But malaria experts say that’s not the full picture. Yes, drug and insecticide resistance is a serious problem. Yet we are closer to malaria elimination in more countries than ever before.
The fight against malaria is one of the biggest success stories of the 21st century. The number of deaths caused by malaria globally declined 48 percent between 2000 and 2015 – that translates to an estimated 6.4 million deaths averted. The World Health Organization declared Sri Lanka malaria-free in September 2016 – one of only a handful of tropical countries to achieve the milestone. The Global Technical Strategy calls for the elimination of malaria in at least 10 countries by 2020.
So if malaria cases and deaths are on the decline worldwide, why are super bugs making headlines?
A newly published study has prompted some of the coverage, and I have been joined by one of the authors, Dr. Arjen Dondorp, at a meeting in Cambodia this week of the Regional Artemisinin Initiative steering committee. RAI is a collaboration of funders, multilateral agencies, technical partners, scientific researchers, communities and governments supported by the Global Fund to pursue the goal of malaria elimination in five countries of the Greater Mekong: Myanmar, Thailand, Cambodia, Laos and Viet Nam.
Dr. Dondorp, Professor of Tropical Medicine in Oxford and Deputy Director of the Mahidol Oxford Clinical Research Unit in Thailand, chairs the RAI steering committee. He says despite a general downward trend for malaria, antimalarial drug resistance is getting worse quickly, now with resistance to both artemisinin and the partner drug component, and fitter malaria strains spreading over wide geographical areas. As countries whittle down the areas and populations affected by malaria, only the strongest parasites can hold out. Failing to eliminate malaria quickly could allow these difficult-to-treat, resistant strains to cause a resurgence.
Unwittingly, humans have helped the parasite develop resistance. A combination of drugs – artemisinin and piperaquine – when taken correctly are effective at curing malaria. However, in some places, people never make it to clinics for diagnosis and treatment, or take artemisinin on its own, incomplete courses or substandard quality drugs, all of which drive drug resistance.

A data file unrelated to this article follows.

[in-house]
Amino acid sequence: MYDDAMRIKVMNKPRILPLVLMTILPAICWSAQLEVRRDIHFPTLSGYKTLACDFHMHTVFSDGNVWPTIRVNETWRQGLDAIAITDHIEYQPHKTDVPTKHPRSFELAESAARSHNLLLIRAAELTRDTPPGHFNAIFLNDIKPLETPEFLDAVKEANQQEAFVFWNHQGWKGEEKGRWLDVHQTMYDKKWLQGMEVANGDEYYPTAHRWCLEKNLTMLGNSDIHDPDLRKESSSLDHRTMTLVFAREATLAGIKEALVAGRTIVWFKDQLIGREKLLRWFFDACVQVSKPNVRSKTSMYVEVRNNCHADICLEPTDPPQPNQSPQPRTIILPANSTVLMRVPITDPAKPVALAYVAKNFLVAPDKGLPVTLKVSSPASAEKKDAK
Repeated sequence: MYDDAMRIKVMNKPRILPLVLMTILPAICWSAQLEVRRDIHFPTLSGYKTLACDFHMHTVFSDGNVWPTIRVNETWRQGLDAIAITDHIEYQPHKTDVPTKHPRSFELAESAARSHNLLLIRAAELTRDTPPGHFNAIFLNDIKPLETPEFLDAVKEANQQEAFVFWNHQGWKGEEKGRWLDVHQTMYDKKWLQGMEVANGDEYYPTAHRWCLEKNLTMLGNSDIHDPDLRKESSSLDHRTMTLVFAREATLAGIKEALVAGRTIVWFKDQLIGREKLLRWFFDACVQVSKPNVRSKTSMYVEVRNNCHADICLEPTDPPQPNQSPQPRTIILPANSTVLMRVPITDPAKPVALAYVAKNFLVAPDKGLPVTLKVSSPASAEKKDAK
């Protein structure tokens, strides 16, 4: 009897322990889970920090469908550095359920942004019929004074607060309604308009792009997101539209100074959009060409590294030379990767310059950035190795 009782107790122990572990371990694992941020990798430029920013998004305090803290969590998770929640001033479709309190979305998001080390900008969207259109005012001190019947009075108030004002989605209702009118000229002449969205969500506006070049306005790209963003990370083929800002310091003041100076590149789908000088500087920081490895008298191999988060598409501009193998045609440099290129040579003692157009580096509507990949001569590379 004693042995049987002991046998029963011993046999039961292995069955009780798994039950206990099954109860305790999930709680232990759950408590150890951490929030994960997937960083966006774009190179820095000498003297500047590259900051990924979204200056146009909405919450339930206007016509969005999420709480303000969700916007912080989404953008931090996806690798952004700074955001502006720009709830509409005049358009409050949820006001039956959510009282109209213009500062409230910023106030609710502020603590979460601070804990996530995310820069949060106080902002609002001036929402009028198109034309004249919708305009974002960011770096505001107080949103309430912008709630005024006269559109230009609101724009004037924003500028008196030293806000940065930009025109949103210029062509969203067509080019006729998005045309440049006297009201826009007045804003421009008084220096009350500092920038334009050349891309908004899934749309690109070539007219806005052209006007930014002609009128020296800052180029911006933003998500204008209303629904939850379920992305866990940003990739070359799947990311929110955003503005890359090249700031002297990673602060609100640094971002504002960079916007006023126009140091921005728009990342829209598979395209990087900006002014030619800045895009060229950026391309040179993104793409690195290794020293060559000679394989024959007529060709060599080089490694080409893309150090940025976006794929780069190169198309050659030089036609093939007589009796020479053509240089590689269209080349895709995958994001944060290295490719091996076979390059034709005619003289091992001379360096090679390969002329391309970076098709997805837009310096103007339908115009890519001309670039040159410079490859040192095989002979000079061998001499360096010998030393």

These are precisely the kinds of obstacles to elimination the Global Fund partnership is working to address through RAI. Together, we are working to close gaps in supply chains, so the right drugs are in the right places at the right time. A network of local organizations works to reach highly mobile and remote populations, such as rubber plantation workers, and ethnic minorities who historically have been underserved by health systems. Improved surveillance data means that when an outbreak flairs up, an appropriate response can be deployed.
The regional implementation of these strategies is key, according to Dr. Pascal Ringwald, Coordinator, Drug Resistance and Containment, WHO Global Malaria Programme – also a member of the RAI steering committee. “A containment approach tries to build a firewall around a cluster of related drug-resistant cases,” he says. “But that is not the case in the Mekong, as several distinct drug resistant groups are occurring at the same time. That is why we are focused on elimination, which requires this regional coordination and cooperation.
“We are really well engaged to win the race,” Dr. Ringwald says. “But we do need to act extremely urgently. This is the moment. We have all the tools to be successful.”
Dr. Dondorp concurs. “We are not losing the race toward elimination, but we are at a crossroads. Malaria has never been so low, but the resistance problem is worsening. So the window of opportunity is limited. We have to make a big strike now.”
The Global Fund partnership will invest more than US$242 million in five countries through RAI over the next three years to help make that “big strike.”